The NFL and NFLPA have agreed to a labor deal that will carry the game through at least nine more seasons without a lockout or a strike. But the presence of a labor contract doesn’t guarantee labor peace.
Over the past couple of months, the relationship between the NFL and NFLPA has deteriorated, with more and more points of contention emerging between the parties. It actually started not long after the Collective Bargaining Agreement was signed, given the failure of the parties to proceed with a fairly clear commitment to conduct HGH testing.
It’s gotten worse in recent weeks, fueled by the Saints’ bounty case and exacerbated by the union’s recent collusion claim. Look for further deterioration to come.
“There are always going to be situations where our interests don’t align and we’re going to fight tooth and nail,” NFLPA president Domonique Foxworth tells NFL Network’s Albert Breer. “And we respect each other afterwards in those situations.”
NFLPA executive direct DeMaurice Smith was more blunt during a Thursday press conference: “Cartels do what cartels will do when left unchecked.”
It’s important for the NFLPA to be vigilant, even in times of supposed labor peace. And with a former litigator running the union, it’s to be expected that the union’s interests will from time to time be pursued and defended via litigation.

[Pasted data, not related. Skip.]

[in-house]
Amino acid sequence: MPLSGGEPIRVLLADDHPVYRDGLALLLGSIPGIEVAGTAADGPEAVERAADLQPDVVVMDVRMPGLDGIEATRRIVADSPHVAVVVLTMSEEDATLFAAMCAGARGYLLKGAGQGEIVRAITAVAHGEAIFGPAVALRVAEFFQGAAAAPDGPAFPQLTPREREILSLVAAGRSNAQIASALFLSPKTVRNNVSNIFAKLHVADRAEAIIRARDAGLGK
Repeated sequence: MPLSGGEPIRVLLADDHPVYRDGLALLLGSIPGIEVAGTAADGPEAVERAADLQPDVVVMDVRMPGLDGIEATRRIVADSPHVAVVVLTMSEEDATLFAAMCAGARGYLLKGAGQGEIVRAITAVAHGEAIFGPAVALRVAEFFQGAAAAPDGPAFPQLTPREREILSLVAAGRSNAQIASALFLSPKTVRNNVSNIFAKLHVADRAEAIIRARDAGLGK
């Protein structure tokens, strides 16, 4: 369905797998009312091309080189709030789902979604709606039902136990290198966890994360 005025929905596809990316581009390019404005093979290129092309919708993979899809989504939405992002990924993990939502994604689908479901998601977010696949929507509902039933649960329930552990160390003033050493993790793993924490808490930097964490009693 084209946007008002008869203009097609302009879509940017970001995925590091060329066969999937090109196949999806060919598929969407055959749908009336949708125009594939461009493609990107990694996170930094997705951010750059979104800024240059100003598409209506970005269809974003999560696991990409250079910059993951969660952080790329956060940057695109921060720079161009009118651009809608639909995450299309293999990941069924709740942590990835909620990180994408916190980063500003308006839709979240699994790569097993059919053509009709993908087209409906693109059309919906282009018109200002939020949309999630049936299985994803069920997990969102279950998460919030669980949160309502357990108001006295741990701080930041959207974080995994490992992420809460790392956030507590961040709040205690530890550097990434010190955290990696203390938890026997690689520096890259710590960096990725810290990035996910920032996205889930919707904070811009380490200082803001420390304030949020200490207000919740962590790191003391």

Still, underlying any arguments or lawsuits or debates is the fact that, now more than ever, the NFL and the NFLPA are business partners. They share every dollar that comes through the cash register, and so they should refrain from taking action against each other that could in any way reduce the total dollars generated.
The collusion claim, for example, could in theory attract the attention of Congress, which could decide to take action against the NFL’s antitrust exemption for broadcast purposes. Which in turn would inflict major damage on the interests of the league and the interests of the players.
Of the tooth-and-nail fighting, Foxworth says that “we respect each other afterwards.” But it’s even more important to respect each other during. And that means making claims and raising defenses to claims not on a knee-jerk or nothing-to-lose basis but only after carefully considering the impact of the proposed activity on the bigger picture.
The claims made in the new collusion case will make it harder for the NFL and the NFLPA to resolve future differences amicably, because the NFL will now fear that the NFLPA will not honor the documents that purport to resolve and release certain legal claims. In turn, the fact that the NFL apparently engaged in collusion during the uncapped year (regardless of whether the claims were waived by the new CBA) will make it harder for the NFLPA to trust the NFL on pretty much anything.
That’s what the two sides should be aspiring to restore: trust. They can agree and they can disagree and they can agree to disagree and they can disagree to disagree, but if they can’t trust each other, the relationship never will be as strong as it could or should be.